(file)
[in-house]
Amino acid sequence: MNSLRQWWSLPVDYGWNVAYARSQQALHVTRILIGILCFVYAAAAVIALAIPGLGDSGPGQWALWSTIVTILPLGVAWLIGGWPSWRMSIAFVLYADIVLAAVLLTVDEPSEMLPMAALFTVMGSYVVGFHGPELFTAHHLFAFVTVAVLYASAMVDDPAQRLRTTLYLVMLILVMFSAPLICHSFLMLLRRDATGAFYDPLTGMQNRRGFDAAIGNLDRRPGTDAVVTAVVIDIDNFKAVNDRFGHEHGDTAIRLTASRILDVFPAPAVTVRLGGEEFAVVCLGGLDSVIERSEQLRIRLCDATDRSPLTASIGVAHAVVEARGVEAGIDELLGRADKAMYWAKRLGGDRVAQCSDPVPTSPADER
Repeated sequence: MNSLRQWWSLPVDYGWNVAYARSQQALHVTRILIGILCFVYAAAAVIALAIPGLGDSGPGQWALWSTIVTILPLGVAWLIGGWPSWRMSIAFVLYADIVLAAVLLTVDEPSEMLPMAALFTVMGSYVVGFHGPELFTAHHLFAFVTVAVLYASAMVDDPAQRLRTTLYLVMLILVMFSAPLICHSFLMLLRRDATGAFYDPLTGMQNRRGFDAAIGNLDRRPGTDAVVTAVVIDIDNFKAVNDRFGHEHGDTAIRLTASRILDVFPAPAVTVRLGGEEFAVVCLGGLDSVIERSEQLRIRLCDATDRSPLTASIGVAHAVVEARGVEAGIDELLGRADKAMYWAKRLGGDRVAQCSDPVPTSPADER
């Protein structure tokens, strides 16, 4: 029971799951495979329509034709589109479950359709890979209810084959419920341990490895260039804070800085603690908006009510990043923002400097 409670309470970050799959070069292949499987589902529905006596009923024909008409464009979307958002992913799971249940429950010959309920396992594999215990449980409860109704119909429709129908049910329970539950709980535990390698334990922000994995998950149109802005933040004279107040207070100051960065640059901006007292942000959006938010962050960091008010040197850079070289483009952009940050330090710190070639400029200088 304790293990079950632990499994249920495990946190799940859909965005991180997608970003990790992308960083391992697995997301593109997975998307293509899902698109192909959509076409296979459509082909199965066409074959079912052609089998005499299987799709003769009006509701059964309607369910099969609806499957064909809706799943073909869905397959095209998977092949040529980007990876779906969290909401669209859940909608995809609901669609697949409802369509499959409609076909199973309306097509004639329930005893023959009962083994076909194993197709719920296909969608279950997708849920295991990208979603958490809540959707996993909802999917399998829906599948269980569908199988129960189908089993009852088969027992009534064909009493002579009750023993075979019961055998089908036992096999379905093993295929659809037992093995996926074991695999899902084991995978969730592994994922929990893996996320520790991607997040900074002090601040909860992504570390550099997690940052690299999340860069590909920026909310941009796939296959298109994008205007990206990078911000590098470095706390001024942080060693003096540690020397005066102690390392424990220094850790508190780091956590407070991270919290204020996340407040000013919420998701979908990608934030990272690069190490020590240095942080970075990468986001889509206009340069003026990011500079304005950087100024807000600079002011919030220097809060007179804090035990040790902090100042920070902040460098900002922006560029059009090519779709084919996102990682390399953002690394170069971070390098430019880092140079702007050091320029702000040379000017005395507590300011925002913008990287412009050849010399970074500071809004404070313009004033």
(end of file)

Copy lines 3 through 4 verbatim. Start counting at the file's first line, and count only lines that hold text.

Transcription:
Repeated sequence: MNSLRQWWSLPVDYGWNVAYARSQQALHVTRILIGILCFVYAAAAVIALAIPGLGDSGPGQWALWSTIVTILPLGVAWLIGGWPSWRMSIAFVLYADIVLAAVLLTVDEPSEMLPMAALFTVMGSYVVGFHGPELFTAHHLFAFVTVAVLYASAMVDDPAQRLRTTLYLVMLILVMFSAPLICHSFLMLLRRDATGAFYDPLTGMQNRRGFDAAIGNLDRRPGTDAVVTAVVIDIDNFKAVNDRFGHEHGDTAIRLTASRILDVFPAPAVTVRLGGEEFAVVCLGGLDSVIERSEQLRIRLCDATDRSPLTASIGVAHAVVEARGVEAGIDELLGRADKAMYWAKRLGGDRVAQCSDPVPTSPADER
């Protein structure tokens, strides 16, 4: 029971799951495979329509034709589109479950359709890979209810084959419920341990490895260039804070800085603690908006009510990043923002400097 409670309470970050799959070069292949499987589902529905006596009923024909008409464009979307958002992913799971249940429950010959309920396992594999215990449980409860109704119909429709129908049910329970539950709980535990390698334990922000994995998950149109802005933040004279107040207070100051960065640059901006007292942000959006938010962050960091008010040197850079070289483009952009940050330090710190070639400029200088 304790293990079950632990499994249920495990946190799940859909965005991180997608970003990790992308960083391992697995997301593109997975998307293509899902698109192909959509076409296979459509082909199965066409074959079912052609089998005499299987799709003769009006509701059964309607369910099969609806499957064909809706799943073909869905397959095209998977092949040529980007990876779906969290909401669209859940909608995809609901669609697949409802369509499959409609076909199973309306097509004639329930005893023959009962083994076909194993197709719920296909969608279950997708849920295991990208979603958490809540959707996993909802999917399998829906599948269980569908199988129960189908089993009852088969027992009534064909009493002579009750023993075979019961055998089908036992096999379905093993295929659809037992093995996926074991695999899902084991995978969730592994994922929990893996996320520790991607997040900074002090601040909860992504570390550099997690940052690299999340860069590909920026909310941009796939296959298109994008205007990206990078911000590098470095706390001024942080060693003096540690020397005066102690390392424990220094850790508190780091956590407070991270919290204020996340407040000013919420998701979908990608934030990272690069190490020590240095942080970075990468986001889509206009340069003026990011500079304005950087100024807000600079002011919030220097809060007179804090035990040790902090100042920070902040460098900002922006560029059009090519779709084919996102990682390399953002690394170069971070390098430019880092140079702007050091320029702000040379000017005395507590300011925002913008990287412009050849010399970074500071809004404070313009004033």